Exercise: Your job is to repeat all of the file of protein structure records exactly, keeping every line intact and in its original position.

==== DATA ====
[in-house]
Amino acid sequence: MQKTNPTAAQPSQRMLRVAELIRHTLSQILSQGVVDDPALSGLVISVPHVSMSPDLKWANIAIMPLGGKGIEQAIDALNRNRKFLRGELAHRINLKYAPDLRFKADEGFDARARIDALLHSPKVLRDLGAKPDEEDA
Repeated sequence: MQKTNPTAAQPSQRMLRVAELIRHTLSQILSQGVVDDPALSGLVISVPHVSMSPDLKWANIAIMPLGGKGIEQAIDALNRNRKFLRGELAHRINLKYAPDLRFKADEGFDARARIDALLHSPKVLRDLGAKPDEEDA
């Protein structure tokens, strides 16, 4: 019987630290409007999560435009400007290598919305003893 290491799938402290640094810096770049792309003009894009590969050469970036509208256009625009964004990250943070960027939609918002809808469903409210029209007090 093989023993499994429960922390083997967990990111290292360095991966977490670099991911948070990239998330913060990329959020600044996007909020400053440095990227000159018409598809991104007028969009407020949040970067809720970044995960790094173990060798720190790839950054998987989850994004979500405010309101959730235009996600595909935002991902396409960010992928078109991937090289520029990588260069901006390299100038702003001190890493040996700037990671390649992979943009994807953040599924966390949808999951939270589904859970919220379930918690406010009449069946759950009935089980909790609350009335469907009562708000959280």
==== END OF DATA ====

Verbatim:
[in-house]
Amino acid sequence: MQKTNPTAAQPSQRMLRVAELIRHTLSQILSQGVVDDPALSGLVISVPHVSMSPDLKWANIAIMPLGGKGIEQAIDALNRNRKFLRGELAHRINLKYAPDLRFKADEGFDARARIDALLHSPKVLRDLGAKPDEEDA
Repeated sequence: MQKTNPTAAQPSQRMLRVAELIRHTLSQILSQGVVDDPALSGLVISVPHVSMSPDLKWANIAIMPLGGKGIEQAIDALNRNRKFLRGELAHRINLKYAPDLRFKADEGFDARARIDALLHSPKVLRDLGAKPDEEDA
């Protein structure tokens, strides 16, 4: 019987630290409007999560435009400007290598919305003893 290491799938402290640094810096770049792309003009894009590969050469970036509208256009625009964004990250943070960027939609918002809808469903409210029209007090 093989023993499994429960922390083997967990990111290292360095991966977490670099991911948070990239998330913060990329959020600044996007909020400053440095990227000159018409598809991104007028969009407020949040970067809720970044995960790094173990060798720190790839950054998987989850994004979500405010309101959730235009996600595909935002991902396409960010992928078109991937090289520029990588260069901006390299100038702003001190890493040996700037990671390649992979943009994807953040599924966390949808999951939270589904859970919220379930918690406010009449069946759950009935089980909790609350009335469907009562708000959280």